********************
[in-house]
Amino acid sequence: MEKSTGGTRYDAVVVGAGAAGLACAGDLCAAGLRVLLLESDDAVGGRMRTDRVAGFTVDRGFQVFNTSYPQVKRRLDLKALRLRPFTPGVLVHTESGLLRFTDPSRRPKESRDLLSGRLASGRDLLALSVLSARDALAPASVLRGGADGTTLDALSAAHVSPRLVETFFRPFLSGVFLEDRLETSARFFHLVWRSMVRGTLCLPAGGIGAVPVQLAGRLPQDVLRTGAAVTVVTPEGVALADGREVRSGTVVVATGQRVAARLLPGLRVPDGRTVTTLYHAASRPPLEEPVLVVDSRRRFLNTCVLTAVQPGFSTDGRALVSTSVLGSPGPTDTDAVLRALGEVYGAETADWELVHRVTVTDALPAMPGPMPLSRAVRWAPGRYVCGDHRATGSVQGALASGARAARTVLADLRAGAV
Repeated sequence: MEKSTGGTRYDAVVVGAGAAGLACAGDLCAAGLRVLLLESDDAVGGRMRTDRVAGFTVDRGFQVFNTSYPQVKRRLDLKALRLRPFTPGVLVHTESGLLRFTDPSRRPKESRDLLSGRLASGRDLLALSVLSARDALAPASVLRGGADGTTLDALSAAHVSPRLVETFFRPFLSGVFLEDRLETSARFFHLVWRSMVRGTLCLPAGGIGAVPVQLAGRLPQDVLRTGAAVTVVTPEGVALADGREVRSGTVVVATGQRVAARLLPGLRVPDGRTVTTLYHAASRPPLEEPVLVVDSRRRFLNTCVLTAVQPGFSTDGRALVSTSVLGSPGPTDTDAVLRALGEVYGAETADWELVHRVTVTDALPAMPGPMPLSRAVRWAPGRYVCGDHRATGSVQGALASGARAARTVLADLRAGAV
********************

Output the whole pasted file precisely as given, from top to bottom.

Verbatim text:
[in-house]
Amino acid sequence: MEKSTGGTRYDAVVVGAGAAGLACAGDLCAAGLRVLLLESDDAVGGRMRTDRVAGFTVDRGFQVFNTSYPQVKRRLDLKALRLRPFTPGVLVHTESGLLRFTDPSRRPKESRDLLSGRLASGRDLLALSVLSARDALAPASVLRGGADGTTLDALSAAHVSPRLVETFFRPFLSGVFLEDRLETSARFFHLVWRSMVRGTLCLPAGGIGAVPVQLAGRLPQDVLRTGAAVTVVTPEGVALADGREVRSGTVVVATGQRVAARLLPGLRVPDGRTVTTLYHAASRPPLEEPVLVVDSRRRFLNTCVLTAVQPGFSTDGRALVSTSVLGSPGPTDTDAVLRALGEVYGAETADWELVHRVTVTDALPAMPGPMPLSRAVRWAPGRYVCGDHRATGSVQGALASGARAARTVLADLRAGAV
Repeated sequence: MEKSTGGTRYDAVVVGAGAAGLACAGDLCAAGLRVLLLESDDAVGGRMRTDRVAGFTVDRGFQVFNTSYPQVKRRLDLKALRLRPFTPGVLVHTESGLLRFTDPSRRPKESRDLLSGRLASGRDLLALSVLSARDALAPASVLRGGADGTTLDALSAAHVSPRLVETFFRPFLSGVFLEDRLETSARFFHLVWRSMVRGTLCLPAGGIGAVPVQLAGRLPQDVLRTGAAVTVVTPEGVALADGREVRSGTVVVATGQRVAARLLPGLRVPDGRTVTTLYHAASRPPLEEPVLVVDSRRRFLNTCVLTAVQPGFSTDGRALVSTSVLGSPGPTDTDAVLRALGEVYGAETADWELVHRVTVTDALPAMPGPMPLSRAVRWAPGRYVCGDHRATGSVQGALASGARAARTVLADLRAGAV